#234) Manhatta (1921)
OR “Pre-Empire State of Mind”
Directed by Paul Strand and Charles Sheeler
Text adapted from the poem “Mannahatta” by Walt Whitman
Class of 1995
The Plot: Photographers Paul Strand and Charles Sheeler use their artistic viewpoints to highlight the sights of 1921 Manhattan. Using 65 camera set-ups and the words of Walt Whitman, the two filmmakers showcase the many facets of this “proud and passionate city” in this unique short.
Why It Matters: The NFR praises the film’s cinematography and states that the film’s artistry “helped to bring it to a broader audience than most avant-garde productions of the time.”
But Does It Really?: Sure, I’ll give it a pass. As longtime readers know, I will support any film that either a) encapsulates a specific time in American history, b) highlights artists not primarily known for filmmaking or c) is short. “Manhatta” is all of the above, and worth at least one viewing.
Everybody Gets One: Paul Strand was a photographer/activist who used his art to bring awareness to social issues. Among those influenced by Strand’s early work was Edward Hopper, so he’s got that going for him. Charles Sheeler was a fellow New York photographer whose work focused on buildings and machinery rather than nature and people (not unlike this film). His later career as a painter also followed this aesthetic with precisionism, an art movement known for its linear and structured format. And there’s no way I can cover all of Walt Whitman’s accomplishments in this post, so I’m just gonna leave you this link to a more thorough overview from the Library of Congress, as well as this photo. Look at that Rip Van Winkle with the come-hither stare.
Wow, That’s Dated: Practically everything, from horse-drawn carriages to straw boaters as formal wear. It’s also a treat to see the Manhattan skyline before any of the buildings I associate with their skyline were constructed.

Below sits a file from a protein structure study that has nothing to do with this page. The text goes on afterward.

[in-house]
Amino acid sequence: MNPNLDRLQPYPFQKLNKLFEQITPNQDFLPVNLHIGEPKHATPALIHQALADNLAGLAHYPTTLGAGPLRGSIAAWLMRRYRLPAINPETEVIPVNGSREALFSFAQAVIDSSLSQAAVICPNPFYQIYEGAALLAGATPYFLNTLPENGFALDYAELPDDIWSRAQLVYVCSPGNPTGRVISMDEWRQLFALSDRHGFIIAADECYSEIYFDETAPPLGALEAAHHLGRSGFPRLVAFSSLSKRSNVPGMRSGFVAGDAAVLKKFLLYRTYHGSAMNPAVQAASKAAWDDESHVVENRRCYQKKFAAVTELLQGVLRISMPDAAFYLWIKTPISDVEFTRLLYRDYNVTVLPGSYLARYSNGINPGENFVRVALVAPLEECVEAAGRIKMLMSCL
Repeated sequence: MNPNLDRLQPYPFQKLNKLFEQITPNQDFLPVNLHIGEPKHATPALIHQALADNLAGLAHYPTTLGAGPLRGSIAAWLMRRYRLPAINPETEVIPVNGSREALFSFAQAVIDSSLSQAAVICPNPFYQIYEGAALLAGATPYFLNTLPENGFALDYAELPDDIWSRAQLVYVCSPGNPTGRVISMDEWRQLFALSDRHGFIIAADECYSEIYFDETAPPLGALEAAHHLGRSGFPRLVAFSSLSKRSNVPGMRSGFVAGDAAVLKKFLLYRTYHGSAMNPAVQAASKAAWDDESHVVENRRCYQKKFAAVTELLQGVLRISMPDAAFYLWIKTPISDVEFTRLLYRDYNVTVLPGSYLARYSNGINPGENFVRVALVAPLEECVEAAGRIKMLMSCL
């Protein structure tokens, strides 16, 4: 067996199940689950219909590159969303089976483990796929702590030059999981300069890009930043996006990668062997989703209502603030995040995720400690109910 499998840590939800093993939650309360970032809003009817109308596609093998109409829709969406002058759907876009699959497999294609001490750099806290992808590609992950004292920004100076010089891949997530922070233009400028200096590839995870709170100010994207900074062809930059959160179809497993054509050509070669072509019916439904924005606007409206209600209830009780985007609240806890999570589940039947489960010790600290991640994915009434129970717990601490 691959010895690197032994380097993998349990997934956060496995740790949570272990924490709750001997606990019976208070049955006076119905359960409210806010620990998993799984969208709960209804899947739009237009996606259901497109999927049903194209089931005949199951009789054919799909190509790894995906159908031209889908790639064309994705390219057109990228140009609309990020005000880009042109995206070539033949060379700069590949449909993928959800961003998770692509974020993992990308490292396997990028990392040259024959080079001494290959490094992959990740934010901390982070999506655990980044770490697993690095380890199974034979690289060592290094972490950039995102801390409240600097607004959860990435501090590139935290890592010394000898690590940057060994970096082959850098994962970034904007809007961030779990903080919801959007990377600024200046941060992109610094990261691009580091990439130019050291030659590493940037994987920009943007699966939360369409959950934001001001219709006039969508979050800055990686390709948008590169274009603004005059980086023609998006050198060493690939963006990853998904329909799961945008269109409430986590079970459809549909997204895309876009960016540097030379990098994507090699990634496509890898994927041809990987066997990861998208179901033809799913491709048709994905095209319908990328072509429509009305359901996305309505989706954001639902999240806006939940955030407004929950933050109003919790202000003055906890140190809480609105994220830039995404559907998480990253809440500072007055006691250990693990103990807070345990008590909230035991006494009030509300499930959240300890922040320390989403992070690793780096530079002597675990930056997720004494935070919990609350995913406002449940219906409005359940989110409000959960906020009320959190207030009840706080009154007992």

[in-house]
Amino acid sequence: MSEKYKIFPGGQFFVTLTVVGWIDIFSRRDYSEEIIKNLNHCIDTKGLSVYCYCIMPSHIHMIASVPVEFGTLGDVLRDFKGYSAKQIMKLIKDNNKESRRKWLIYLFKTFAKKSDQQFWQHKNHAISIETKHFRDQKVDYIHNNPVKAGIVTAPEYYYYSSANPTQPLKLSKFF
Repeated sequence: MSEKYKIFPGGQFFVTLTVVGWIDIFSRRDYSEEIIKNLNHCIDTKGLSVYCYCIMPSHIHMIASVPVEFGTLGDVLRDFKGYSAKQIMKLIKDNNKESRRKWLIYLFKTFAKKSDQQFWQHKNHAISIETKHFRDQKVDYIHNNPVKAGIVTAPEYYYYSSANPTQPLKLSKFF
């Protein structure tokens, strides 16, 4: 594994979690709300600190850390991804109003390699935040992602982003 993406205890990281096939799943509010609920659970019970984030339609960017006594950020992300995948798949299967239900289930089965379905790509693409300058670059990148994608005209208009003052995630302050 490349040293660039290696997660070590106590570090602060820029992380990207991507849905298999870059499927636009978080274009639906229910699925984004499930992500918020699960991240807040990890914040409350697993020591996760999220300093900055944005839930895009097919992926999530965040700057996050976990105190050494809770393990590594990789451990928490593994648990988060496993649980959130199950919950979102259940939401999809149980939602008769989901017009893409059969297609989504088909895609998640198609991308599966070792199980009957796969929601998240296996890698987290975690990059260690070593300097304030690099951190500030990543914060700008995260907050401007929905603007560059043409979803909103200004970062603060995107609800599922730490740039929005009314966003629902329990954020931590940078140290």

- The name “Manhatta” is derived from the Whitman poem “Mannahatta”, which is a Lenape word meaning “land of many hills”. Is Manhattan known for its hills?
- Apparently only one 35mm print of this film survives. All restored versions are derived from this print. Nice save, Library of Congress!
- Strand & Sheeler, the team so nice they’re credited twice!
- Be on the lookout for a shot that closely resembles Paul Strand’s 1915 photograph “Wall Street”.
- You can’t see a ‘20s construction site and not think of “Lunch atop a Skyscraper” (even though that photo wasn’t taken until 1932).
- Anyone know what that Aztec looking building is?
- There are some liberties taken with the original poem “Mannahatta” within the intertitles. Good thing that poem isn’t copyrighted or these two would be in a heap of trouble.
- I’m pretty sure I can see Fannie Brice on the front of one of those tugboats.
- Speaking of, ocean liners still need tugboats to get them out of dock? Surely that technology has advanced in the last 97 years.
- In true Sheeler fashion, the only shots of people are crowd shots from overhead. No emphasis on specific people, just large masses.
- Yeah, sunsets are not that impressive when it’s in black and white.
- Charles Sheeler pivoted more towards painting after “Manhatta”, but he kept at it for the next 40 years, with most of his work still being displayed in art museums around the world.
- We’ll see more of Paul Strand’s cinematography in another NFR entry: 1936’s “The Plow That Broke the Plains”.
- As for Walt Whitman, well…he had already been dead for 29 years when this came out, so not much changed for him.